A coincidence is a surprising concurrence of events, perceived as meaningfully related, with no apparent causal connection (Diaconis and Mosteller 1989). Given a large number of events, extremely unlikely coincidences are possible--and perhaps even common. To quote Sherlock Holmes from "The Adventure of the Blue Carbuncle," "Amid the action and reaction of so dense a swarm of humanity, every possible combination of events may be expected to take place, and many a little problem will be presented which may be striking and bizarre..." (Conan Doyle 1892, p. 245).

See also

Birthday Problem, Law of Truly Large Numbers, Odds, Principle of Insufficient Reason, Probability, Random, Significance

Explore with Wolfram|Alpha


Bogomolny, A. "Coincidence." Doyle, A. "The Adventure of the Blue Carbuncle." The Strand 3, 73-85, Jan. 1892. Reprinted in The Complete Sherlock Holmes. New York: Doubleday, pp. 244-257, 1988.Falk, R. "On Coincidences." Skeptical Inquirer 6, 18-31, 1981-82.Falk, R. "The Judgment of Coincidences: Mine Versus Yours." Amer. J. Psych. 102, 477-493, 1989.Falk, R. and MacGregor, D. "The Surprisingness of Coincidences." In Analysing and Aiding Decision Processes (Ed. P. Humphreys, O. Svenson, and A. Vári). New York: Elsevier, pp. 489-502, 1984.Diaconis, P. and Mosteller, F. "Methods of Studying Coincidences." J. Amer. Statist. Assoc. 84, 853-861, 1989.Jung, C. G. Synchronicity: An Acausal Connecting Principle. Princeton, NJ: Princeton University Press, 1973.Kammerer, P. Das Gesetz der Serie: Eine Lehre von den Wiederholungen im Lebens--und im Weltgeschehen. Stuttgart, Germany: Deutsche Verlags-Anstahlt, 1919.Peterson, I. "MathTrek: Birthday Surprises." Nov. 23, 1998., I. "What a Coincidence!" Sci. Amer. 278, 95-96, June 1998.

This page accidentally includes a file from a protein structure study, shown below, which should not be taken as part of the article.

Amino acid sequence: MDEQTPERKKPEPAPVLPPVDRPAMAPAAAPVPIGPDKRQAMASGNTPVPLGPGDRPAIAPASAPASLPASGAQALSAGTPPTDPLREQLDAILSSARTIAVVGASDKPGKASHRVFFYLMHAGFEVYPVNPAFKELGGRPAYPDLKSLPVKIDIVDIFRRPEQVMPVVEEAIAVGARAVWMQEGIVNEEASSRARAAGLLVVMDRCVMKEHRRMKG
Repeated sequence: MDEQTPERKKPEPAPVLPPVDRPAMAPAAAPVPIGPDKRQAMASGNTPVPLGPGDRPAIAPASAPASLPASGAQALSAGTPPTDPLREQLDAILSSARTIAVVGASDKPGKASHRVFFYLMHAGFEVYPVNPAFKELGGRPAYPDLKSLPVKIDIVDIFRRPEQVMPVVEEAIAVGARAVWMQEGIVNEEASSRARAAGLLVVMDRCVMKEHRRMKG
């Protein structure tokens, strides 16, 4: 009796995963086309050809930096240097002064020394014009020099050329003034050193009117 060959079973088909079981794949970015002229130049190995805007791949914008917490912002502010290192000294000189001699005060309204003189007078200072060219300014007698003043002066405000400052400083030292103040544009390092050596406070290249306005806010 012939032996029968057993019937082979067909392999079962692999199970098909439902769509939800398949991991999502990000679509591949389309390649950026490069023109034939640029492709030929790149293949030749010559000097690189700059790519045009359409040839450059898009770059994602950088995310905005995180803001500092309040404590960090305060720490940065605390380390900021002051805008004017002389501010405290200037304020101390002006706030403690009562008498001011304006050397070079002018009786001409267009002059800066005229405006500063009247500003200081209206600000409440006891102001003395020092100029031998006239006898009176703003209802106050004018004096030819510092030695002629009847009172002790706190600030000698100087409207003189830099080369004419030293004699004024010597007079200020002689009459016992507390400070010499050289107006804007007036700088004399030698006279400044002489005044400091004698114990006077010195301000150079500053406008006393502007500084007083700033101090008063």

Referenced on Wolfram|Alpha


Cite this as:

Weisstein, Eric W. "Coincidence." From MathWorld--A Wolfram Web Resource.

Subject classifications